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READ & DOWNLOAD µ 40 uestions about Creation and Evolution ☆ [BOOKS] ⚣ 40 uestions about Creation and Evolution By Kenneth D. Keathley – Biblically and scientifically informed answers to pressing uestions about the creation evolution debateThis accessible volume evenly addresses the issues oIous about the origins of life and the universe will want to read this book Seminary students and serious college students will find this information critical as an understanding of creation uestions about Creation ePUB #8608 is vital to an effective apologetic in sharing the faith. My church studied the book of Genesis last year Knowing the controversies involved in the book of Genesis I armed myself with books that I would read to keep myself updated with the issues raised in Genesis But if I only have one book to recommend about the issue of creation I would certainly recommend this bookEver since Darwin evolution and creation has been debating about how man and the world has come about And since then Genesis 1 and 2 has been re interpreted several times over Crucially the uestions about creation lies in the way we understand Genesis 1 2 While I appreciate the amount of scholarship done in this area I must say the scope of it has been rather staggering There are at least 6 views to the days of creations 3 views to the age of the earth 2 views on Noah’s flood For one to be able to be thoroughly acuainted with all the nuances would mean one would have literally read through stacks of books But now this pertinent issue can be resolved by reading this book Within this book authors Mark F Rooker and Kenneth K Keathley presents all views as fairly as they can and examine each of them against what the bible has to say They raised the strengths and weaknesses of each view Given the complexity of this topic both authors also urge readers not to make uick judgement or be too dogmatic about their views While this book will not be a walk in the park I have found this book to be very edifying in helping me understanding the different views and issues within Genesis 1 and 2 For another who intends to dive into the issue of creation vs evolution the age of the earth the days of creations or just wants to be familiar with the arguments within the book of Genesis I would recommend them to turn to this book first This will be an excellent introduction for anyone working on these topicsRating 475 5Disclaimer I was given this book free from the publisher in exchange for an honest review

CHARACTERS ↠ E-book, or Kindle E-pub ´ Kenneth D. Keathley

Contemporary scientific views of the universe and also carefully exegete the biblical texts that pertain to creation 40 uestions Kindle They irenically consider the various angles of the debate and make constructive suggestions to reconcile science and the BibleThose who are cur. Immensely helpful

Kenneth D. Keathley ´ 9 READ & DOWNLOAD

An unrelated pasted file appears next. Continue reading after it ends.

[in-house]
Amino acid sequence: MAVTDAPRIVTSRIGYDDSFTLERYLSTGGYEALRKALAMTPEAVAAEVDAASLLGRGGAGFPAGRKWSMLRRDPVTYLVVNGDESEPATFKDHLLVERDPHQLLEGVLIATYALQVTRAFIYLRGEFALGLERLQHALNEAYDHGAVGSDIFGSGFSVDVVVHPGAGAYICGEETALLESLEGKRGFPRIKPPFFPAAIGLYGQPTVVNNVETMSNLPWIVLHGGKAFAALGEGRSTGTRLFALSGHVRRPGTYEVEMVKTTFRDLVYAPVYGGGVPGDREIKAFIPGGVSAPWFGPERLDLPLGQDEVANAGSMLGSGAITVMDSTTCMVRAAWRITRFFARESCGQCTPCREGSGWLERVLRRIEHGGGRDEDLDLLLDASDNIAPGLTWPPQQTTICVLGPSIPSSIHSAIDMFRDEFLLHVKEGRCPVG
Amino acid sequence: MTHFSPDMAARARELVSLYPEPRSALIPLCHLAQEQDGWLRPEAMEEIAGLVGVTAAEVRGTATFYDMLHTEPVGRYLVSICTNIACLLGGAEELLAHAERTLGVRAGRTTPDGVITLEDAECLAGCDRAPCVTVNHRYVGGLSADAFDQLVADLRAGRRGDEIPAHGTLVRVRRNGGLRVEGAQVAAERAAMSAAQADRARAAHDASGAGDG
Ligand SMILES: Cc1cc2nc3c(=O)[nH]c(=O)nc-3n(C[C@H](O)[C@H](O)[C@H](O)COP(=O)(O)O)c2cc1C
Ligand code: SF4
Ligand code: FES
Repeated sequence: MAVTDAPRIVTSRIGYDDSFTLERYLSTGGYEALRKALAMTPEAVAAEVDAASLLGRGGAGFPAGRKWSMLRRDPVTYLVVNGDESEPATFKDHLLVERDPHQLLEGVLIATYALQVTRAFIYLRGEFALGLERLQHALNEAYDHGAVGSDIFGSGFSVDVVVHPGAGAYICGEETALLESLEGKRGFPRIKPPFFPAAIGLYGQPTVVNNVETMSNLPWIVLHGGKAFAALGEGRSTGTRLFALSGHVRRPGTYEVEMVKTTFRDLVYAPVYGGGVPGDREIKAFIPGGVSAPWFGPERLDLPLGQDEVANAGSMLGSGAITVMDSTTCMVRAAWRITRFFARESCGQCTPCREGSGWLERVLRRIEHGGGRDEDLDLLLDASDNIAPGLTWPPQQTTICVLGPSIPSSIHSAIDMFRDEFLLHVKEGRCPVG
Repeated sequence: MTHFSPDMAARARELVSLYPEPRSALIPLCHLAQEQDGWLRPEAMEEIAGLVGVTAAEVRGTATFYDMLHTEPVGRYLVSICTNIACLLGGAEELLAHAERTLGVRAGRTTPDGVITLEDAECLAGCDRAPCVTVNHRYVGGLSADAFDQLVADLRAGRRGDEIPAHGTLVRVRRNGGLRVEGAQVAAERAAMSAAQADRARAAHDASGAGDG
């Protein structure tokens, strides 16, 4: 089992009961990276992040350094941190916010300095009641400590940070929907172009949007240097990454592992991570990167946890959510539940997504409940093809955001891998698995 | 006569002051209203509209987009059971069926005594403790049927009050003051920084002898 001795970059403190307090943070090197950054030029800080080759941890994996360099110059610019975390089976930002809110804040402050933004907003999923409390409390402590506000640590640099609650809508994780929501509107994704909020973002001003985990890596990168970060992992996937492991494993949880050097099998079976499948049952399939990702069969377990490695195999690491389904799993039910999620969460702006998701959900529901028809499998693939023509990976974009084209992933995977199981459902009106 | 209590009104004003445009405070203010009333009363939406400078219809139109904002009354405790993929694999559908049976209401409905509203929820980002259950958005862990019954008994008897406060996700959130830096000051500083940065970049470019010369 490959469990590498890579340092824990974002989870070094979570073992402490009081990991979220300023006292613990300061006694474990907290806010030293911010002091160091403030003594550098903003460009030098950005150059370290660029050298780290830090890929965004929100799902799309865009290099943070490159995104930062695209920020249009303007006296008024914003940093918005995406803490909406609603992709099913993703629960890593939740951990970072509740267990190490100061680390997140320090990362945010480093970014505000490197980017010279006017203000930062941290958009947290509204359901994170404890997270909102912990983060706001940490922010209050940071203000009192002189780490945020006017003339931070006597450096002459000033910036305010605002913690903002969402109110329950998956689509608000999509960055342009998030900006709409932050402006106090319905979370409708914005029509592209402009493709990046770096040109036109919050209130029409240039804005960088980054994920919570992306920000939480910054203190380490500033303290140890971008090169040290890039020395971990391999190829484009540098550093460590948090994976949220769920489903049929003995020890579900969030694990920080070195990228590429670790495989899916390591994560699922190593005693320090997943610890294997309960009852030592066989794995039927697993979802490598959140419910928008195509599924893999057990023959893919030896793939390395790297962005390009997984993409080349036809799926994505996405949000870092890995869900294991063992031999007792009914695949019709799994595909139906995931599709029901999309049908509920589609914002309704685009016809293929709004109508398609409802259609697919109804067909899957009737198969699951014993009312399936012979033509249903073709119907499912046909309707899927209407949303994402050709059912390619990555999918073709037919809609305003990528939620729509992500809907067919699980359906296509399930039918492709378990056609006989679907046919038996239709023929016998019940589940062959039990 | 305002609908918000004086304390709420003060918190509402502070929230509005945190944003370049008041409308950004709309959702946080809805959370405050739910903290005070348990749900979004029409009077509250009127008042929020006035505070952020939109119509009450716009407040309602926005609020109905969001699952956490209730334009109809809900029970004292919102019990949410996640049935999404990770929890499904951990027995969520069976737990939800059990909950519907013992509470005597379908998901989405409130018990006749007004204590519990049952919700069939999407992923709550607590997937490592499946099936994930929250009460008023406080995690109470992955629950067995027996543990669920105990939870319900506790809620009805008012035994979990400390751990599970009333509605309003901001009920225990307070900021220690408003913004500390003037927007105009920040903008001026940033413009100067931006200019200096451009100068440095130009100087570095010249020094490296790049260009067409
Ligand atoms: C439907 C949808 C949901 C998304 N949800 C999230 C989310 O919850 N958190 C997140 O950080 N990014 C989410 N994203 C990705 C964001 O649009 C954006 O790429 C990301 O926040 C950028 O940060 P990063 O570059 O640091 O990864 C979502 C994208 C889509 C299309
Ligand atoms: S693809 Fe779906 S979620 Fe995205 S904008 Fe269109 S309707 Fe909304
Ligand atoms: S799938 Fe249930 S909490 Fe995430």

40 uestions about Creation and EvolutionBiblically and scientifically informed answers about Creation PDFEPUB #235 to pressing uestions about the creation evolution debateThis accessible volume evenly addresses the issues of modern science and the scriptural texts The conservative evangelical authors are well informed on. Of the many contemporary debates pushing and pulling on the Church today the Creation and Evolution debate is perhaps the most alarming The New Atheists like Richard Dawkins try to lump any Bible believer in with the crackpots and loonies while some of the most high profile creationists spare no punches as they condemn the vast majority of Evangelicalism for any of a number of compromises on this uestion For folks in the pew the situation is tense Science continues to raise large uestions and the Church often seems to provide few answers Many of our youth are pressured to abandon the faith as they encounter new arguments against creation With at least four major views in Evangelicalism there is not a strong unified position to lean upon Most books on the topic defend their particular view and often take aim directly on other sectors of Christianity These books do to perpetuate the polarized nature of the debate than provide a clear way forward And meanwhile it seems that the scientific consensus only continues to become an even larger stumbling block to Christian faithIn this context a variety of new attempts to integrate science and faith have been proposed Yet for conservative Christians this only raises new uestions How far is too far What are the limits of integrating faith and science How important is the age of the earth Are all forms of evolution out of bounds for Christians What about the Flood – must it be universal Could animal death have preceded the Fall What are we to think about Adam and EveThese uestions and are addressed in an important new book from Kenneth Keathley and Mark Rooker professors at Southeastern Baptist Theological Seminary 40 uestions About Creation and Evolution Kregel 2015 charts a course through the debate raising the right uestions and providing many answers A big burden behind this book is just to survey the positions that are being adopted by Evangelical leaders today The authors carefully lay out the evidence good and bad for each of these positions Keathley approaches the matter from a young earth creationist YEC perspective and Rooker adopts an old earth OEC view but each author takes pains to speak charitably of the other positions and honestly about the difficulties of his own view Their irenic candor and careful grappling with the major positions makes this book a joy to readOverviewEach chapter functions as a stand alone treatment of a particular uestion These uestions are loosely arranged by topic The first two parts focus on the doctrine of Creation in general and its role in Scripture and then in particular about the exegetical details in Gen 1 2 Following this is a section on the Days of Creation Here the following positions are examined The Gap theory The Day Age theory The Framework theory The Temple Inauguration theory The Historical Creationism theory or Promised Land theory The Twenty Four Hour theoryFollowing this is a section on the age of the Earth Here the genealogies and the arguments for and against an old earth are examined In addition the uestion of distant starlight gets special treatment Included here is an examination of the mature creation argument The next section focuses on the Fall and the Flood The image of God and the idea of Original Sin are fleshed out here The final section focuses on evolution and intelligent design A history of Darwinism is provided along with its key supporting arguments Challenges to evolution are also presented often from atheistic scientists who still hold to common descent The uestion of theistic evolution is also addressed Finally discussion of the “fine tuning argument” highlights the special place our Earth holds in the universeHighlightsThis book is over 400 pages long so I only have time to point out some highlightsCareful Analysis of the Debate I was struck by the careful analysis of why Evangelicals disagree so much on this issue Concordism and non concordism are addressed and so is the matter of presuppositions The authors stress that old earth creationists OEC share many of the same presuppositions as young earth creationists YEC they do not share the view that a YEC interpretation of Gen 1 11 is the “only interpretation available to the Bible believing Christian” p 20 YEC adherents really do often hold this as a presupposition and so their position is basically fideism “if one’s presuppositions are unassailable then his approach has shifted from presuppositionalism to fideism” p 21 OEC proponents allow room for empiricism which “allows experience and evidence to have a significant role in the formation of one’s position” p 21 This philosophical difference lies beneath the OEC vs YEC debate and recognizing this can help in understanding the mindset of each alternate viewHelpful Discussion of Each Major View The discussions of each view are extremely helpful Careful arguments are presented for each view and then answered The authors show how most scholars have good reasons to reject the Gap theory today but they point out the fascinating history of this position which dates back to the seventeenth century By the mid twentieth century Bernhard Ramm could say that the gap theory was “the standard interpretation throughout Fundamentalism” p 112 The Day Age theory is dismissed as treating “Genesis 1 as though its purpose is to provide a detailed scientifically verifiable model of cosmic origins” which hardly seems in keeping with “its ancient context” p 126 The Framework theory doesn’t have “a single theological truth” dependent on its uniue reading of the text p 134 The authors have an uneasy assessment of the Temple Inauguration theory They seem to revel in the connections between Eden and the Temple but think Walton’s particular view says too much without enough explicit textual warrant I note the odd argument that it makes “ biblical sense” that the Israelites believed “God lived in heaven both before and after the creation week” p 145 This prevents us from seeing creation as God’s need for a physical habitat to rest in But didn’t God create heaven in the creation week The authors seem intrigued by John Sailhamer’s Historical Creation theory They raise objections but imagine others finding satisfactory answers to them The Twenty Four Hour theory certainly is clearly defended but strong objections are also raised A mediating view is also presented that may well be Rooker’s own view that the 24 hour days are to be seen as literally 24 hour days but used metaphorically in the text This whole section is worth the price of the book – the debate is laid out and dispassionately treated in a clear manner that provides directions for further study in a variety of directionsExcellent on the Age of the Earth I also appreciated the discussion of the age of the earth The authors point out that the young earthflood geology position has only recently become the predominant Evangelical view Prior to The Genesis Flood by John Whitcomb and Henry Morris 1961 there had been over a hundred years of Evangelical Christians who held to an old earth Some discussions of the history of the YEC position devolve into an all out mockery of the YEC position This book is honest about the history and the large role played by George McCready Price a Seventh Day Adventist and geologist but does not smear the YEC position with “guilt by association” The major arguments put forth in Whitcomb and Morris’ book continue to be widely repeated today but many of them have been forsaken by modern YEC proponents the water vapor canopy a “small universe” to allow for distant starlight the Fall causing the second law of thermodynamics entropy and even the human and dinosaur footprints in the Paluxy River p 196 The scientific arguments for a young earth are actually uite tenuous On the flip side the scientific arguments for an old earth seem uite strong Having studied this issue in some depth previously I still found new arguments and considerations presented here The authors also uote YEC authors who are also honest about the weakness of the scientific evidence As an example John Morris Henry Morris’ son and successor has admitted “he knows of no scientist who has embraced a young earth on the basis of the empirical evidence alone” p 198 The Biblical case for a young earth in contrast is uite strong Even though the genealogies in Scripture are by no means air tight nor intended to be strictly chronological “we still have the impression that not an enormous amount of time has passed since the beginning of creation” p 176 The authors conclude on this matter “The conclusion must be that though a cursory reading of Scripture would seem to indicate a recent creation the preponderance of empirical evidence seems to indicate otherwise” p 224Conservative yet Open on the Effects of the Fall The book does draw hard and fast lines and one of them is the historicity of Adam and Eve This is ultimately a matter of “biblical authority” p 242 and it becomes a “litmus test” for Christians who would want to advocate some evolutionary position p 378 The uestion of the Fall and its impact is perhaps the most important uestion that divides the OEC and YEC views They see the Fall as the historical moment of Original Sin yet animal death before the Fall and the Fall’s impact on the natural creation are open to reconsideration The “notion of animal death existing prior to Adam’s fall does not appear to be theologically speaking an insurmountable problem” p 261 On the Fall’s impact on creation “YEC proponents seem to be dogmatic about a position which upon closer examination appears to be speculative than they have been willing to admit” p 269 270Critical of Evolution As an eager reader of the book I was challenged by this section perhaps the most The discussion on evolution will not encourage any simplistic acceptance of evolution The authors’ introduce many of the problems to the standard Darwinian model that have been raised of late Intelligent design is also carefully explained More space could be given to scientific responses to these new challenges perhaps but the section does a good job pointing out the uestions which still surround the mechanics of evolution As for Christians wanting to embrace some sort of evolutionary model not based on naturalistic Darwinian assumptions the authors present three essential points that must be maintained The uniueness of the human race to possess and reflect the divine image The unity of the human race The historicity of the original couple and their disobedience p 378AssessmentThis book will prove to be helpful for those who want to survey the state of this debate in Evangelicalism today The authors don’t sugarcoat the controversy and are at times painfully honest They bring a wealth of research together surveying the historical background to the controversy and marshal an impressive array of scientific arguments for and against each major position Some may not appreciate how certain positions are embraced tentatively Yet others will see this as a strength Some will fault the authors for going too far others will scoff at some of the attention drawn to what they consider obscure arguments for a young earth The book will challenge those pushing the envelope and vying for unflinching acceptance of evolution in all its forms It will also challenge those who pick and choose among the scientific studies – cherry picking anything that supports their YEC position and ignoring the rest Above all the book brings us back to the Bible and the text itself – what exactly does it affirm and how should that shape our consideration of these uestionsUltimately this book calls for greater unity and charity in this debate It is precisely here that this book is most needed YEC proponents too often come across as abrasive and their arguments seem to lack “tentativeness” or humility OEC apologists can easily get caught up in the intramural debate and continue the caustic harsh tone All of this is not only off putting but unhelpful This book presents an alternative and a possible step forward I trust it will make a contribution toward light and less heat on this perennially thorny issue I highly recommend itDisclaimerThis book was provided by Kregel Academic The reviewer was under no obligation to offer a positive review